An apparent disconnect flared Friday between Butte-Silver Bow and the federal agencies involved in Superfund negotiations over the public release of a just-agreed-to Butte Hill consent decree.
On Thursday, when the EPA announced that an agreement had been reached, spokesman Chris Wardell told The Montana Standard that the substance of the decree, which will lay out the road map for the Butte cleanup, would be made public after it has been lodged with the federal court, which administers the process as part of a long-running lawsuit.
Legally, the problem is that the consent-decree agreement cannot be lodged with the court until it has been signed by all parties.
And Jon Sesso, Butte-Silver Bow’s longtime Superfund coordinator, insisted Friday that Butte-Silver Bow “isn’t signing anything until all of these documents are in front of the public and we’ve had the opportunity to answer questions about them.
“Only then would we ask the council for authorization to sign this consent decree,” Sesso said.
Sesso said in response to The Montana Standard’s questions about this contradiction in terms, he called EPA again Friday afternoon, and was assured the agency understood Butte-Silver Bow’s position.
“I’ve made a commitment to the public and to the Council that we would have a public process, and that these documents would be made public and explained thoroughly” before any sign-off, he said. “I’m not going to go back on that.”
The DOJ did not respond to a request for comment. The EPA declined a request to interview Henry Elsen, EPA attorney for the Butte Hill. Wardell said in response to the request that it does not "have an update from our statement" Thursday.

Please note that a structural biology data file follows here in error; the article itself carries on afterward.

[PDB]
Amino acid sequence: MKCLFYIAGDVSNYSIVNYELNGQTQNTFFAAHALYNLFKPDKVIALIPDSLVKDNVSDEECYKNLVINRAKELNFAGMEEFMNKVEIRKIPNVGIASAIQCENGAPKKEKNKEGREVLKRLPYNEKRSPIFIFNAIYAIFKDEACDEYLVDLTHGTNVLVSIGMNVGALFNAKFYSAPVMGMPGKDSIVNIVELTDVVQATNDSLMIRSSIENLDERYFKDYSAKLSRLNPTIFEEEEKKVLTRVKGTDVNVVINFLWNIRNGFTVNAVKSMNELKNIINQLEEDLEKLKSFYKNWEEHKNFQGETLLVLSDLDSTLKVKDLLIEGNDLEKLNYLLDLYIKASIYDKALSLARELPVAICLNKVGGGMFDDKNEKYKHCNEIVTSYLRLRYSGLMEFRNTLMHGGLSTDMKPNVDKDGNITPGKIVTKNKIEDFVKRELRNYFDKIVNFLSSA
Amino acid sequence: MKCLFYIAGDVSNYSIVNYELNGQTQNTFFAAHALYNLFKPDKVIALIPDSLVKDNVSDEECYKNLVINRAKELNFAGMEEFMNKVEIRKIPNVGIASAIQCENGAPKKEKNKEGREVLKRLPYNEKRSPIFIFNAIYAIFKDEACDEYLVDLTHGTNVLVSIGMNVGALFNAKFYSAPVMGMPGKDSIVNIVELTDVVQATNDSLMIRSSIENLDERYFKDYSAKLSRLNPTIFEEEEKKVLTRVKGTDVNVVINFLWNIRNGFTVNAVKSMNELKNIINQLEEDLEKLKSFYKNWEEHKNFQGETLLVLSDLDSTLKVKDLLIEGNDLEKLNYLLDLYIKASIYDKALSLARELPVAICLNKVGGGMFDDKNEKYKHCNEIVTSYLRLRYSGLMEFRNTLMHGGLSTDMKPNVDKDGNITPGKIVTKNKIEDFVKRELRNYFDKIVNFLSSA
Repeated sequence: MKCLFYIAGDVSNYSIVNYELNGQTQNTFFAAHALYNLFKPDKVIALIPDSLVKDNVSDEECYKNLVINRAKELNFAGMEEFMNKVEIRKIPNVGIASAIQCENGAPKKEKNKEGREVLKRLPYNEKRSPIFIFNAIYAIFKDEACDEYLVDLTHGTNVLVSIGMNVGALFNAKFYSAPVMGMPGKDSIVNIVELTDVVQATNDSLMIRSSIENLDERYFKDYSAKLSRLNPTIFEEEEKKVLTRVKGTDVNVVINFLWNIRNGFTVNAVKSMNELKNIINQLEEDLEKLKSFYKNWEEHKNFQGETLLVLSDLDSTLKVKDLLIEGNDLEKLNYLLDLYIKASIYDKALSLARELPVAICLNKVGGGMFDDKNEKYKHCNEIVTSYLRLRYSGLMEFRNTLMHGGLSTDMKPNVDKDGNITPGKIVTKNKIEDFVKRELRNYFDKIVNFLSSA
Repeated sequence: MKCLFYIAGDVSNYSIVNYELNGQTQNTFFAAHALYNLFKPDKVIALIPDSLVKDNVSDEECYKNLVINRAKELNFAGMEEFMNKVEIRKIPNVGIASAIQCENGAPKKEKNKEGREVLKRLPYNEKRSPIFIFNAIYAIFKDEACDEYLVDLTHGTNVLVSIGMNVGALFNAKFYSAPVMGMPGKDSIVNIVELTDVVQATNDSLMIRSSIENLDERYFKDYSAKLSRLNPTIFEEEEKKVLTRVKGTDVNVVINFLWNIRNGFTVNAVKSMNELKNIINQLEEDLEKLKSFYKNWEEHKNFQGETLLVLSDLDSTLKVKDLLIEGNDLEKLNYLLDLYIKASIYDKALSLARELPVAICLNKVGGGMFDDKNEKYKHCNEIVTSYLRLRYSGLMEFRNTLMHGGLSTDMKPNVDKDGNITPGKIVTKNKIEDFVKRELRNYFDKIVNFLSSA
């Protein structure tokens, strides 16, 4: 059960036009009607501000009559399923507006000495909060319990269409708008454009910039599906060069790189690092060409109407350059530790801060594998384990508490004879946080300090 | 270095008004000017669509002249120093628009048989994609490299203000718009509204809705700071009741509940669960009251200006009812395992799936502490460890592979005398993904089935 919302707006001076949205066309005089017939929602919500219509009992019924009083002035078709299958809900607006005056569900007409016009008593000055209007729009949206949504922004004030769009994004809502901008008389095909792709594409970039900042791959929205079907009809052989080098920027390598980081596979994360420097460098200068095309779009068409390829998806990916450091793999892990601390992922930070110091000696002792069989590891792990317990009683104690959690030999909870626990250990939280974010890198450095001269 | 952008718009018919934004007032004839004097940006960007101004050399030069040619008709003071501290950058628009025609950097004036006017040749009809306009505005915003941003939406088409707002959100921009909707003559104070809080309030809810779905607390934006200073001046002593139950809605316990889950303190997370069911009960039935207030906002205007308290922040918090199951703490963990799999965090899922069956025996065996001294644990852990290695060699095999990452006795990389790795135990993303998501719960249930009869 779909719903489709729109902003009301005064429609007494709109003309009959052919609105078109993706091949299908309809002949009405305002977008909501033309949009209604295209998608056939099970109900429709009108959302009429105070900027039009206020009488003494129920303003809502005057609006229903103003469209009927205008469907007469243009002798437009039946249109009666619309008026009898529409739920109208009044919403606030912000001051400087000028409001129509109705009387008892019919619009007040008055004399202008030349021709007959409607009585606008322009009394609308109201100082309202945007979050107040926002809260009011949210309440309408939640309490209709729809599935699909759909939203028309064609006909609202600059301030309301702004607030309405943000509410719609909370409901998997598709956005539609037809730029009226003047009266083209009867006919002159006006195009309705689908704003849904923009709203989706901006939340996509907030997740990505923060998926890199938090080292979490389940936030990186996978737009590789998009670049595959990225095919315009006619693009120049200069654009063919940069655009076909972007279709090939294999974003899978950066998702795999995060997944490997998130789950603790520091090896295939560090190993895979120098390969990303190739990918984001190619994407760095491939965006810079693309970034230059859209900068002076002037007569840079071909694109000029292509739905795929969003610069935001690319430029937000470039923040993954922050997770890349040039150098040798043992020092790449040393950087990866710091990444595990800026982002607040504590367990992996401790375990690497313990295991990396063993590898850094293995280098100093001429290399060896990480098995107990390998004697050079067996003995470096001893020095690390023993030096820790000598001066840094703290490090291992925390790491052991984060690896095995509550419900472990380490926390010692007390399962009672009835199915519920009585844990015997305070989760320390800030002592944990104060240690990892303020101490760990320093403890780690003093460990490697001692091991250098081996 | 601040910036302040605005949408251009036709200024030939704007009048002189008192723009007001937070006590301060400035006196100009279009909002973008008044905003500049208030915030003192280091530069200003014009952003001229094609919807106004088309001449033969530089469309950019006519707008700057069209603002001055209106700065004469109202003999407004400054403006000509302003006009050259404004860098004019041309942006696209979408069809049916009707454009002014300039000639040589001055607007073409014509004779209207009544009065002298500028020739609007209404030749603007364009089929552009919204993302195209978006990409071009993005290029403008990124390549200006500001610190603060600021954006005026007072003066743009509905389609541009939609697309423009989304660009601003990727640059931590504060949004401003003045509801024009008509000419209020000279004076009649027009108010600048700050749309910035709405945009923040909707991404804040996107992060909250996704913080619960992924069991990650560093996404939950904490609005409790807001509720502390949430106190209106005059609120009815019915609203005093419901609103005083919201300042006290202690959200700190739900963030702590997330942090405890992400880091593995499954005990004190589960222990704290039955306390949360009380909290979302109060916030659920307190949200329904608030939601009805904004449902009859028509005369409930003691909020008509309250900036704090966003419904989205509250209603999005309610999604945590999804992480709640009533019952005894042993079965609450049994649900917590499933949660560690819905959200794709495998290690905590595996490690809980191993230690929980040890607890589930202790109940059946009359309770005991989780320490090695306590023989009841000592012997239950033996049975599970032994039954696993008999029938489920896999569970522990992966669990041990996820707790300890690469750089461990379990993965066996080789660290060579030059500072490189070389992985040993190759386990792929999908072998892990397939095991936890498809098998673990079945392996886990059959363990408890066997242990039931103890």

Wardell reiterated Thursday's emailed message:
"If the consent decree is approved by all entities, DOJ will submit it to the court. The public will then have 30 days to comment on the consent decree before further action is taken," Wardell wrote.
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When asked why the next steps on a document that has been ironed out for years in confidential talks are now a matter of some confusion, Wardell did not respond.
Sesso said Friday he had been surprised on Wednesday after the agreement was reached when the U.S. Department of Justice lawyer in the negotiations informed the other parties that he would now have to run the agreement past the deputy attorney general for environmental affairs to make sure it was technically in the correct form before it was released.
Sesso said he protested, saying, “The public in Butte is not going to want to sit around very long” before knowing the contents of the consent decree.
He said the Department of Justice attorney told him that was understood and the agency’s review would be completed as soon as possible.
Normally when a decree is reached, Sesso said, it is signed and lodged with the court before a public comment period. He said that’s the way it worked with the Berkeley Pit consent decree in 2002, and with other recent agreements, making this situation unusual.
But in this case, because the county itself is a “settled defendant” in the matter, he said, the process must be done differently.
“We feel obligated” to make this public, Sesso said of his fellow county officials. He added because the negotiations were conducted in secret, “We haven’t been able to answer people’s legitimate questions” about what’s been agreed to.
“EPA’s simply out of sync with our expectations here,” Sesso said. “All I can tell you is we’re not going to be signing anything until we’ve vetted it thoroughly with the community and the Council.
“That’s the way it’s got to be, and we’re not giving any quarter” on that, he said. “We’re not going to rush this and not allow our process to be followed.”
Reporter Susan Dunlap contributed to this story.